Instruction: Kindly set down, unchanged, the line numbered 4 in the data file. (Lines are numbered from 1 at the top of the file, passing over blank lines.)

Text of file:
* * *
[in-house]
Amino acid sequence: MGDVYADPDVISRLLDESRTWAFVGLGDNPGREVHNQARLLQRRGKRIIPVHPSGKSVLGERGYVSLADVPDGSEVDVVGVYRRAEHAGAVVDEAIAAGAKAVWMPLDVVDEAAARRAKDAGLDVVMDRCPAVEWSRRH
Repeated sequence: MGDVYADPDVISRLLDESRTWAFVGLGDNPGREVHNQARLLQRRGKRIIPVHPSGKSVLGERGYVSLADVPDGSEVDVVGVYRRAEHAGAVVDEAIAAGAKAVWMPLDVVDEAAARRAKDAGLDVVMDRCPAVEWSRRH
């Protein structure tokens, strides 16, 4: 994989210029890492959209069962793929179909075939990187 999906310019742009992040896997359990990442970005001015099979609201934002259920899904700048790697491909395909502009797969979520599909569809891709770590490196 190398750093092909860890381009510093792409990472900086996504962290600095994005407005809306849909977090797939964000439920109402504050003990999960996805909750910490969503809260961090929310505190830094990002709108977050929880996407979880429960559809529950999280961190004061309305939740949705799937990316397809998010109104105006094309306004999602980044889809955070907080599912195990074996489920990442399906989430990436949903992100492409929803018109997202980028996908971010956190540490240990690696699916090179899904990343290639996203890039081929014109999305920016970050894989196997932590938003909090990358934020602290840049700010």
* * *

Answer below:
């Protein structure tokens, strides 16, 4: 994989210029890492959209069962793929179909075939990187 999906310019742009992040896997359990990442970005001015099979609201934002259920899904700048790697491909395909502009797969979520599909569809891709770590490196 190398750093092909860890381009510093792409990472900086996504962290600095994005407005809306849909977090797939964000439920109402504050003990999960996805909750910490969503809260961090929310505190830094990002709108977050929880996407979880429960559809529950999280961190004061309305939740949705799937990316397809998010109104105006094309306004999602980044889809955070907080599912195990074996489920990442399906989430990436949903992100492409929803018109997202980028996908971010956190540490240990690696699916090179899904990343290639996203890039081929014109999305920016970050894989196997932590938003909090990358934020602290840049700010």